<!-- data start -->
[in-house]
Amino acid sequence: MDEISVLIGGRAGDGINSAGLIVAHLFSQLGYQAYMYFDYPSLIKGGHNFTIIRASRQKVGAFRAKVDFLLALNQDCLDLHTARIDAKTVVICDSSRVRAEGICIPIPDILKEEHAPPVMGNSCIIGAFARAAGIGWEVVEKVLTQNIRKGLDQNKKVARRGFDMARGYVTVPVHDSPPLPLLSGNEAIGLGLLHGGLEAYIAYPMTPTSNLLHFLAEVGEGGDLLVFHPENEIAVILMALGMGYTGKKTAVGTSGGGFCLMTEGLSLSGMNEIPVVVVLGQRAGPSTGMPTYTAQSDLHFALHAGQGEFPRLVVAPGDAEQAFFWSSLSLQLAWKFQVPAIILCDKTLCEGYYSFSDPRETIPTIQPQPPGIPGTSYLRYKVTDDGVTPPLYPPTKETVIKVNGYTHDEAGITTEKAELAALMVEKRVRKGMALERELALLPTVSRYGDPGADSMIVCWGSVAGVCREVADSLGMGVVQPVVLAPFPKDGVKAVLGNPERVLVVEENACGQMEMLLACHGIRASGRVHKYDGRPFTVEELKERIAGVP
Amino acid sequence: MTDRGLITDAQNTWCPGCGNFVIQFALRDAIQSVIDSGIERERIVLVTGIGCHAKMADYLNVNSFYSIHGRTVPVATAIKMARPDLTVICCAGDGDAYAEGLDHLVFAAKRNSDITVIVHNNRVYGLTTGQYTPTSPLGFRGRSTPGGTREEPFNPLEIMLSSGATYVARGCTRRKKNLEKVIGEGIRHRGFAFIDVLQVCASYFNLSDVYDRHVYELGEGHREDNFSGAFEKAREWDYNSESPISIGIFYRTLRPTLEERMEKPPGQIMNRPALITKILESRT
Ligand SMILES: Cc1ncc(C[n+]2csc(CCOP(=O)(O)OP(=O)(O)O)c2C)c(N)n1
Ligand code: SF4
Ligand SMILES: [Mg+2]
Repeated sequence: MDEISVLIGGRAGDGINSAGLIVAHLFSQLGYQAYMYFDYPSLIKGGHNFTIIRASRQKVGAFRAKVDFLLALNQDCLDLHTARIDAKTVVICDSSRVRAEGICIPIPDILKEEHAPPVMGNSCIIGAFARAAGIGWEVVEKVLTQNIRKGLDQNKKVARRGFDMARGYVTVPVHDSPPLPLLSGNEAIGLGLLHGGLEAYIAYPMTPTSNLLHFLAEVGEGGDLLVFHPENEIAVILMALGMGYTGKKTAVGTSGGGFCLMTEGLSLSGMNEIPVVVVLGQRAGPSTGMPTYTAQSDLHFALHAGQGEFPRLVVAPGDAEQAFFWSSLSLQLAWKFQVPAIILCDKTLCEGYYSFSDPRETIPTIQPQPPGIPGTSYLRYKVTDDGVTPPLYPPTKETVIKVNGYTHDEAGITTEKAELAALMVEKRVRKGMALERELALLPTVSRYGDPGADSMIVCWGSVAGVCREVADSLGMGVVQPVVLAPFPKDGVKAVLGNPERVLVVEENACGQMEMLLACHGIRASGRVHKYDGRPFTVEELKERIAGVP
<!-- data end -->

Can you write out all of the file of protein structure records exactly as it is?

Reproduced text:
[in-house]
Amino acid sequence: MDEISVLIGGRAGDGINSAGLIVAHLFSQLGYQAYMYFDYPSLIKGGHNFTIIRASRQKVGAFRAKVDFLLALNQDCLDLHTARIDAKTVVICDSSRVRAEGICIPIPDILKEEHAPPVMGNSCIIGAFARAAGIGWEVVEKVLTQNIRKGLDQNKKVARRGFDMARGYVTVPVHDSPPLPLLSGNEAIGLGLLHGGLEAYIAYPMTPTSNLLHFLAEVGEGGDLLVFHPENEIAVILMALGMGYTGKKTAVGTSGGGFCLMTEGLSLSGMNEIPVVVVLGQRAGPSTGMPTYTAQSDLHFALHAGQGEFPRLVVAPGDAEQAFFWSSLSLQLAWKFQVPAIILCDKTLCEGYYSFSDPRETIPTIQPQPPGIPGTSYLRYKVTDDGVTPPLYPPTKETVIKVNGYTHDEAGITTEKAELAALMVEKRVRKGMALERELALLPTVSRYGDPGADSMIVCWGSVAGVCREVADSLGMGVVQPVVLAPFPKDGVKAVLGNPERVLVVEENACGQMEMLLACHGIRASGRVHKYDGRPFTVEELKERIAGVP
Amino acid sequence: MTDRGLITDAQNTWCPGCGNFVIQFALRDAIQSVIDSGIERERIVLVTGIGCHAKMADYLNVNSFYSIHGRTVPVATAIKMARPDLTVICCAGDGDAYAEGLDHLVFAAKRNSDITVIVHNNRVYGLTTGQYTPTSPLGFRGRSTPGGTREEPFNPLEIMLSSGATYVARGCTRRKKNLEKVIGEGIRHRGFAFIDVLQVCASYFNLSDVYDRHVYELGEGHREDNFSGAFEKAREWDYNSESPISIGIFYRTLRPTLEERMEKPPGQIMNRPALITKILESRT
Ligand SMILES: Cc1ncc(C[n+]2csc(CCOP(=O)(O)OP(=O)(O)O)c2C)c(N)n1
Ligand code: SF4
Ligand SMILES: [Mg+2]
Repeated sequence: MDEISVLIGGRAGDGINSAGLIVAHLFSQLGYQAYMYFDYPSLIKGGHNFTIIRASRQKVGAFRAKVDFLLALNQDCLDLHTARIDAKTVVICDSSRVRAEGICIPIPDILKEEHAPPVMGNSCIIGAFARAAGIGWEVVEKVLTQNIRKGLDQNKKVARRGFDMARGYVTVPVHDSPPLPLLSGNEAIGLGLLHGGLEAYIAYPMTPTSNLLHFLAEVGEGGDLLVFHPENEIAVILMALGMGYTGKKTAVGTSGGGFCLMTEGLSLSGMNEIPVVVVLGQRAGPSTGMPTYTAQSDLHFALHAGQGEFPRLVVAPGDAEQAFFWSSLSLQLAWKFQVPAIILCDKTLCEGYYSFSDPRETIPTIQPQPPGIPGTSYLRYKVTDDGVTPPLYPPTKETVIKVNGYTHDEAGITTEKAELAALMVEKRVRKGMALERELALLPTVSRYGDPGADSMIVCWGSVAGVCREVADSLGMGVVQPVVLAPFPKDGVKAVLGNPERVLVVEENACGQMEMLLACHGIRASGRVHKYDGRPFTVEELKERIAGVP